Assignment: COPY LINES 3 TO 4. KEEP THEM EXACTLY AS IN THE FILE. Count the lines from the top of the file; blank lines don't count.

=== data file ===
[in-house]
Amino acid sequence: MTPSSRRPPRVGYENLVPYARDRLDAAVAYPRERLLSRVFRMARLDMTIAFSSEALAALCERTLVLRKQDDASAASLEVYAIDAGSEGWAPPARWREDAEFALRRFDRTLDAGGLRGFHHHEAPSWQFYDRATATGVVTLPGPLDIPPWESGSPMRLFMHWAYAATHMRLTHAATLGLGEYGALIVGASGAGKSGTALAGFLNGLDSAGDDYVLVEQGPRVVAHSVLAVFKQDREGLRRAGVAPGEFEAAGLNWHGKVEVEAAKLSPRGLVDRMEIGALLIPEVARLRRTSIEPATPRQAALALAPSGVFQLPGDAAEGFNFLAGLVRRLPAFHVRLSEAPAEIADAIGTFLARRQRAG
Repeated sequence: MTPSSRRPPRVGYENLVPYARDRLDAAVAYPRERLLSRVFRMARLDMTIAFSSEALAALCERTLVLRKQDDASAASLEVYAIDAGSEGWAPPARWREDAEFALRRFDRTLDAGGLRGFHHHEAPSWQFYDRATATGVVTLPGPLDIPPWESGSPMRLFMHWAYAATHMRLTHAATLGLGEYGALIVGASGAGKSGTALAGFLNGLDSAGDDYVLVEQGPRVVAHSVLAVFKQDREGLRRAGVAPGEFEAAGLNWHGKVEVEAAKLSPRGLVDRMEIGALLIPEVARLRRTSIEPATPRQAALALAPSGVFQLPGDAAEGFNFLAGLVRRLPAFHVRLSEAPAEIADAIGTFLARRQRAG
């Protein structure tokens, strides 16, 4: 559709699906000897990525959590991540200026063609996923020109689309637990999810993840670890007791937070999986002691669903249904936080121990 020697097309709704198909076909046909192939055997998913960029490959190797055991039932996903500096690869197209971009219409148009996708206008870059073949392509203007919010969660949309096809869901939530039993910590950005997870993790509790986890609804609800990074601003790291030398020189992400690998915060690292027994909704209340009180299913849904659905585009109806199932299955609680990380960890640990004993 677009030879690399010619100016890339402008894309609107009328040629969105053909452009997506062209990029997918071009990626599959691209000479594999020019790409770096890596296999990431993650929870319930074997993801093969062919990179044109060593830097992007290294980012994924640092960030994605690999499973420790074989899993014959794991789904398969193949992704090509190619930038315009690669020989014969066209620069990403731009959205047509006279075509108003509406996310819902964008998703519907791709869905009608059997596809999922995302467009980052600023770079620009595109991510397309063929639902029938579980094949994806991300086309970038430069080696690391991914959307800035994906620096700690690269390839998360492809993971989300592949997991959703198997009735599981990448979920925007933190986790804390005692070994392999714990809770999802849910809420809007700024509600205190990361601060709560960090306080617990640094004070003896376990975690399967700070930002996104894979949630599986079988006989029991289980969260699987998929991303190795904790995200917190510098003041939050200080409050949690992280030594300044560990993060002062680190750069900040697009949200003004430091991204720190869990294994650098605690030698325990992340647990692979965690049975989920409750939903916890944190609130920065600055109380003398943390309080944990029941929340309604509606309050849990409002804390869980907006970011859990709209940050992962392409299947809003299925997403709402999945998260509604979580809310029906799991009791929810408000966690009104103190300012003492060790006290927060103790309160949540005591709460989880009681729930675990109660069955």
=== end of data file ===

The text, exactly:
Repeated sequence: MTPSSRRPPRVGYENLVPYARDRLDAAVAYPRERLLSRVFRMARLDMTIAFSSEALAALCERTLVLRKQDDASAASLEVYAIDAGSEGWAPPARWREDAEFALRRFDRTLDAGGLRGFHHHEAPSWQFYDRATATGVVTLPGPLDIPPWESGSPMRLFMHWAYAATHMRLTHAATLGLGEYGALIVGASGAGKSGTALAGFLNGLDSAGDDYVLVEQGPRVVAHSVLAVFKQDREGLRRAGVAPGEFEAAGLNWHGKVEVEAAKLSPRGLVDRMEIGALLIPEVARLRRTSIEPATPRQAALALAPSGVFQLPGDAAEGFNFLAGLVRRLPAFHVRLSEAPAEIADAIGTFLARRQRAG
């Protein structure tokens, strides 16, 4: 559709699906000897990525959590991540200026063609996923020109689309637990999810993840670890007791937070999986002691669903249904936080121990 020697097309709704198909076909046909192939055997998913960029490959190797055991039932996903500096690869197209971009219409148009996708206008870059073949392509203007919010969660949309096809869901939530039993910590950005997870993790509790986890609804609800990074601003790291030398020189992400690998915060690292027994909704209340009180299913849904659905585009109806199932299955609680990380960890640990004993 677009030879690399010619100016890339402008894309609107009328040629969105053909452009997506062209990029997918071009990626599959691209000479594999020019790409770096890596296999990431993650929870319930074997993801093969062919990179044109060593830097992007290294980012994924640092960030994605690999499973420790074989899993014959794991789904398969193949992704090509190619930038315009690669020989014969066209620069990403731009959205047509006279075509108003509406996310819902964008998703519907791709869905009608059997596809999922995302467009980052600023770079620009595109991510397309063929639902029938579980094949994806991300086309970038430069080696690391991914959307800035994906620096700690690269390839998360492809993971989300592949997991959703198997009735599981990448979920925007933190986790804390005692070994392999714990809770999802849910809420809007700024509600205190990361601060709560960090306080617990640094004070003896376990975690399967700070930002996104894979949630599986079988006989029991289980969260699987998929991303190795904790995200917190510098003041939050200080409050949690992280030594300044560990993060002062680190750069900040697009949200003004430091991204720190869990294994650098605690030698325990992340647990692979965690049975989920409750939903916890944190609130920065600055109380003398943390309080944990029941929340309604509606309050849990409002804390869980907006970011859990709209940050992962392409299947809003299925997403709402999945998260509604979580809310029906799991009791929810408000966690009104103190300012003492060790006290927060103790309160949540005591709460989880009681729930675990109660069955």